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Sonic employee charged with felony after customer gets a mouthful of cocaine in ‘Coney’ hot dog: Police

Jeffery David Salazar (Española Police Dept.)

Jeffery David Salazar (Española Police Dept.)

A 54-year-old cook at a Sonic Drive-in in New Mexico was arrested last week after a customer allegedly bit into a hot dog ordered from the fast food restaurant and found herself with about $100 worth of unwanted cocaine in her mouth. Jeffery David Salazar was taken into custody on Thursday and charged with one count of felony possession of a controlled substance, authorities announced.

According to a press release from the City of Española Police Department, the female customer on Tuesday, May 30 ordered a “Coney,” a hot dog topped with chili and melted cheese, from a Sonic restaurant located in the 800 block of South Riverside Drive, about 100 miles northeast of Albuquerque. Police say the customer then found a bag of “illegal narcotics” in her food and contacted authorities.

A “field test” conducted on the bag came back positive for about one gram of cocaine, which police say was “inadvertently placed by Mr. Salazar during the time he was preparing food while employed at this location.” Authorities said the arrest addressed a “significant potential threat” to the community.

Court documents obtained by Albuquerque ABC affiliate KOAT-TV provided additional information regarding Salazar’s arrest.

According to a probable cause affidavit, first responders arrived at the scene and located the adult female customer who claimed to have found illegal narcotics in her hot dog. She reportedly told the officers that when she took a bite of the hot dog, she tasted a foreign object in the food. When she spit it out, she reportedly saw that it was a small plastic baggie containing a white powdery substance.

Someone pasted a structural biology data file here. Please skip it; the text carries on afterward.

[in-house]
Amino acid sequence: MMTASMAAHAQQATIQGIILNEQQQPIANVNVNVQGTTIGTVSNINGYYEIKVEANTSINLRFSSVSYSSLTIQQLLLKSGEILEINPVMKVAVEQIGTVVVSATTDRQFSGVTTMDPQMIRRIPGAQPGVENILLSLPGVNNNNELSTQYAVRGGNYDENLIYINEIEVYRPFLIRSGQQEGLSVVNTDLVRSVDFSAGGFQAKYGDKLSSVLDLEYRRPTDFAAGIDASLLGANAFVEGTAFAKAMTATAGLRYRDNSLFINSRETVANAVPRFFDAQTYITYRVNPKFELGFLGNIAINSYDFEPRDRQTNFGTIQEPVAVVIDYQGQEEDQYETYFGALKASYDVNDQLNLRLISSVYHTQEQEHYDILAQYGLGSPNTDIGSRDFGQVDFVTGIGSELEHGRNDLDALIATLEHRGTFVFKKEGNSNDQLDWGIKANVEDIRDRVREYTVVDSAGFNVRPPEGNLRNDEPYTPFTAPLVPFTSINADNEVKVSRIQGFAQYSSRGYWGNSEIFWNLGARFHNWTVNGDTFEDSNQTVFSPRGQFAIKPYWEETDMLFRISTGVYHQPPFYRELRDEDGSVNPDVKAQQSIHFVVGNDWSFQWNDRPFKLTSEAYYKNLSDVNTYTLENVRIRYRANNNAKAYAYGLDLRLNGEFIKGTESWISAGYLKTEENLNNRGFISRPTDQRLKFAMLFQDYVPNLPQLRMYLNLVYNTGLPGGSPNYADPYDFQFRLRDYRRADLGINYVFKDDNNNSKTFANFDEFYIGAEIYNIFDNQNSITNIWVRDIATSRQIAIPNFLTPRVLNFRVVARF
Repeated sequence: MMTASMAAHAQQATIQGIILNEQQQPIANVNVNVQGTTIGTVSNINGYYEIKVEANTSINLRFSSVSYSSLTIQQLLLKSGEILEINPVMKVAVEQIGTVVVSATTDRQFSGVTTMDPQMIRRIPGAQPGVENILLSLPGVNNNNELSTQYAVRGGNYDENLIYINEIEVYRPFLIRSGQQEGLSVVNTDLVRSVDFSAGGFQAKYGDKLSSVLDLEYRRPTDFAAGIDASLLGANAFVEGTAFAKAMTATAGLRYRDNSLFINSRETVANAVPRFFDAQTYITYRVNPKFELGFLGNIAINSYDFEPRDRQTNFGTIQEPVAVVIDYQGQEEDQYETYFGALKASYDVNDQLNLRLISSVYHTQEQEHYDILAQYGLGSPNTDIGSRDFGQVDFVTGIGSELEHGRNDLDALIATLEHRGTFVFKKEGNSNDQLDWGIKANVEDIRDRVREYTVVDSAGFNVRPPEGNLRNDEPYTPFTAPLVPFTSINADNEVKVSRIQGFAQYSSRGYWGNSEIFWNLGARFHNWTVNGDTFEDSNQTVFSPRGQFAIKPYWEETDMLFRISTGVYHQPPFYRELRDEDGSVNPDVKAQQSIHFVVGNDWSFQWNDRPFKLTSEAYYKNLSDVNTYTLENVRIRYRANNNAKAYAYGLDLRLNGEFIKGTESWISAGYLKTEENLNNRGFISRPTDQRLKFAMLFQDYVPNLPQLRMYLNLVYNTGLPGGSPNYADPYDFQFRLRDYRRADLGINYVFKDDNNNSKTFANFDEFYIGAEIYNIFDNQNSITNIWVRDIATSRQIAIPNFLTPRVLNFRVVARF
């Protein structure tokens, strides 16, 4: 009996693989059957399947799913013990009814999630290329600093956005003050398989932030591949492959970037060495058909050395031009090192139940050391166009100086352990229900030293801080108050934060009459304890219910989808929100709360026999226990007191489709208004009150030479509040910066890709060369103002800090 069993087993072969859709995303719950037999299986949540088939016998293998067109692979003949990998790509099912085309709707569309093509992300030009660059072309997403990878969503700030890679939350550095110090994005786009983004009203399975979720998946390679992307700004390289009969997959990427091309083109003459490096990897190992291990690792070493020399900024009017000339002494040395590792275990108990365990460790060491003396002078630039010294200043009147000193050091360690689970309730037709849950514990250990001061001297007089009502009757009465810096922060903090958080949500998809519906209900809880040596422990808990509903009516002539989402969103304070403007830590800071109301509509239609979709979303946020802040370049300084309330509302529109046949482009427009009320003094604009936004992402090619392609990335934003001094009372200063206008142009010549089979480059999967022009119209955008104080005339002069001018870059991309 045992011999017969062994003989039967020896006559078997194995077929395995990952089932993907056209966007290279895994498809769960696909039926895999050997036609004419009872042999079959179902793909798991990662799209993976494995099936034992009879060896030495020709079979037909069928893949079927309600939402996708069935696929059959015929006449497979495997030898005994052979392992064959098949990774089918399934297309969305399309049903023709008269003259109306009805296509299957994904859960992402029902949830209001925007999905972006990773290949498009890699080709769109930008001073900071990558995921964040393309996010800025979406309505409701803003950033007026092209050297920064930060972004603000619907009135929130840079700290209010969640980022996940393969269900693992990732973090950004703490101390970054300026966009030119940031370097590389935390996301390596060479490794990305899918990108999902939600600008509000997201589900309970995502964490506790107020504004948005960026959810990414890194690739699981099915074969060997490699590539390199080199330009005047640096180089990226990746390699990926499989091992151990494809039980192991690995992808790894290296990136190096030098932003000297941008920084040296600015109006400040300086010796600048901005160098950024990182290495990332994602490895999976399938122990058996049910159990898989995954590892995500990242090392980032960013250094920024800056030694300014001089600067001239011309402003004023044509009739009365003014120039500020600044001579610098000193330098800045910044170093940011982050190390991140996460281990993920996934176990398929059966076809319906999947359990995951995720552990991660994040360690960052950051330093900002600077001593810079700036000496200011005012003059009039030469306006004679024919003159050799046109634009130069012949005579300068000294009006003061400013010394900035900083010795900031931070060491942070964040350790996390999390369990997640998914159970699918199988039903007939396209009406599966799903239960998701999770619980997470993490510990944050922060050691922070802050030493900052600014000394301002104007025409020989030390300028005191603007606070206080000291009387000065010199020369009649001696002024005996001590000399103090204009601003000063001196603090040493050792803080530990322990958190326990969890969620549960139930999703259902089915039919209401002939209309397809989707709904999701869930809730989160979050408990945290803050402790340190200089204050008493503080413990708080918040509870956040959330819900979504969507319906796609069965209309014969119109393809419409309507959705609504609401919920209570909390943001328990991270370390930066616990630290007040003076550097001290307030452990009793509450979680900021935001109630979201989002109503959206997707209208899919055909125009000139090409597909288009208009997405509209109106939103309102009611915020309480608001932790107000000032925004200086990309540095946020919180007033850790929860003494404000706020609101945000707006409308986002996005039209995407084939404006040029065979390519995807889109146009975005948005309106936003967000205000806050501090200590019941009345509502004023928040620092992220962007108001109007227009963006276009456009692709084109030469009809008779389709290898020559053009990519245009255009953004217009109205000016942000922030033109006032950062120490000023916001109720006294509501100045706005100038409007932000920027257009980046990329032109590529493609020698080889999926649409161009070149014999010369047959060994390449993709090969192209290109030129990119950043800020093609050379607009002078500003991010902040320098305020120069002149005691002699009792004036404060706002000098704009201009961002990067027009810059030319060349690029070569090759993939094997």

It was not immediately clear whether the customer ingested any of the substance, the report states.

Investigators were able to obtain surveillance footage from inside the restaurant that shed additional light on what happened.

The footage from inside the restaurant kitchen allegedly showed Salazar making some kind of “transaction” with another Sonic employee, police reportedly wrote. Salazar then appears to go back to his job of preparing food.

However, soon after the alleged “transaction,” police reportedly said that Salazar stopped what he was doing and began “frantically searching the area as if he had lost something.” Per KOAT, police said that Salazar’s behavior “indicated that he may have lost the small baggie that was found in the customer’s hot dog.”

In a subsequent interview with investigators, police say that Salazar admitted that the small baggie contained cocaine and belonged to him, allegedly claiming that he purchased the narcotics from someone in the restaurant parking lot, according to a report from Fort Worth NBC affiliate KXAS-TV.

A supervisor at the Sonic location reportedly refused to comment on the incident when reached by Albuquerque NBC affiliate KOB-TV.

“I think that’s pretty scary,” a customer at the location told KOB a few days after the drugs were allegedly found in the food. “We come here to get food for our families, and if a child found that it could have been pretty bad or deadly.”

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Jerry Lambe is a journalist at Law&Crime. He is a graduate of Georgetown University and New York Law School and previously worked in financial securities compliance and Civil Rights employment law.